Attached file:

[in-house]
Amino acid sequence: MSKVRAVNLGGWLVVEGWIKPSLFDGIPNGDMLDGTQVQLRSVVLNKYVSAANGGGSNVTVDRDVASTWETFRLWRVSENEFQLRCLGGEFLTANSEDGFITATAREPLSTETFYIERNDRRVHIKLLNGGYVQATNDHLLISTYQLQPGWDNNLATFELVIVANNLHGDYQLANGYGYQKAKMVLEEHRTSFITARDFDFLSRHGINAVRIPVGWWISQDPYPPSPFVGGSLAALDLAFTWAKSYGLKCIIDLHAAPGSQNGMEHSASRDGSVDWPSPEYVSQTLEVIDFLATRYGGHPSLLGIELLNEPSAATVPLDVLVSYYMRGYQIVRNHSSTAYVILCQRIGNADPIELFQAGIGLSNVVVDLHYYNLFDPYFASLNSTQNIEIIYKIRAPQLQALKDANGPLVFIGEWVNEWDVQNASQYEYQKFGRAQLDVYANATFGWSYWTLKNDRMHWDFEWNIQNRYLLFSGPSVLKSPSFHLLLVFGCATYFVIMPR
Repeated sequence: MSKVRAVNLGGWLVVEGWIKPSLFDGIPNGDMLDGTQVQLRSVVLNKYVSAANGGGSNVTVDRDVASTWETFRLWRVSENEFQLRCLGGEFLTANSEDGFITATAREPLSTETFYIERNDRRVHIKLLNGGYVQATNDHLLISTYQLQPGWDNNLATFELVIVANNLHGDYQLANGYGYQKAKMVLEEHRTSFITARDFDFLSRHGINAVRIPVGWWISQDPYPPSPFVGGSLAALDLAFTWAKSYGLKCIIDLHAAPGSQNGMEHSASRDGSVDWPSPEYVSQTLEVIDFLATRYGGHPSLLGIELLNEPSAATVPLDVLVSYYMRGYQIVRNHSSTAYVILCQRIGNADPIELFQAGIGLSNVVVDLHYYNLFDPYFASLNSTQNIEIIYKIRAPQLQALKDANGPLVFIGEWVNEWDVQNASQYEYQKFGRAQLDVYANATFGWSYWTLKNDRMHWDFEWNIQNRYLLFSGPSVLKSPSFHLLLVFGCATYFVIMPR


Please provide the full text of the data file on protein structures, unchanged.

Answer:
[in-house]
Amino acid sequence: MSKVRAVNLGGWLVVEGWIKPSLFDGIPNGDMLDGTQVQLRSVVLNKYVSAANGGGSNVTVDRDVASTWETFRLWRVSENEFQLRCLGGEFLTANSEDGFITATAREPLSTETFYIERNDRRVHIKLLNGGYVQATNDHLLISTYQLQPGWDNNLATFELVIVANNLHGDYQLANGYGYQKAKMVLEEHRTSFITARDFDFLSRHGINAVRIPVGWWISQDPYPPSPFVGGSLAALDLAFTWAKSYGLKCIIDLHAAPGSQNGMEHSASRDGSVDWPSPEYVSQTLEVIDFLATRYGGHPSLLGIELLNEPSAATVPLDVLVSYYMRGYQIVRNHSSTAYVILCQRIGNADPIELFQAGIGLSNVVVDLHYYNLFDPYFASLNSTQNIEIIYKIRAPQLQALKDANGPLVFIGEWVNEWDVQNASQYEYQKFGRAQLDVYANATFGWSYWTLKNDRMHWDFEWNIQNRYLLFSGPSVLKSPSFHLLLVFGCATYFVIMPR
Repeated sequence: MSKVRAVNLGGWLVVEGWIKPSLFDGIPNGDMLDGTQVQLRSVVLNKYVSAANGGGSNVTVDRDVASTWETFRLWRVSENEFQLRCLGGEFLTANSEDGFITATAREPLSTETFYIERNDRRVHIKLLNGGYVQATNDHLLISTYQLQPGWDNNLATFELVIVANNLHGDYQLANGYGYQKAKMVLEEHRTSFITARDFDFLSRHGINAVRIPVGWWISQDPYPPSPFVGGSLAALDLAFTWAKSYGLKCIIDLHAAPGSQNGMEHSASRDGSVDWPSPEYVSQTLEVIDFLATRYGGHPSLLGIELLNEPSAATVPLDVLVSYYMRGYQIVRNHSSTAYVILCQRIGNADPIELFQAGIGLSNVVVDLHYYNLFDPYFASLNSTQNIEIIYKIRAPQLQALKDANGPLVFIGEWVNEWDVQNASQYEYQKFGRAQLDVYANATFGWSYWTLKNDRMHWDFEWNIQNRYLLFSGPSVLKSPSFHLLLVFGCATYFVIMPR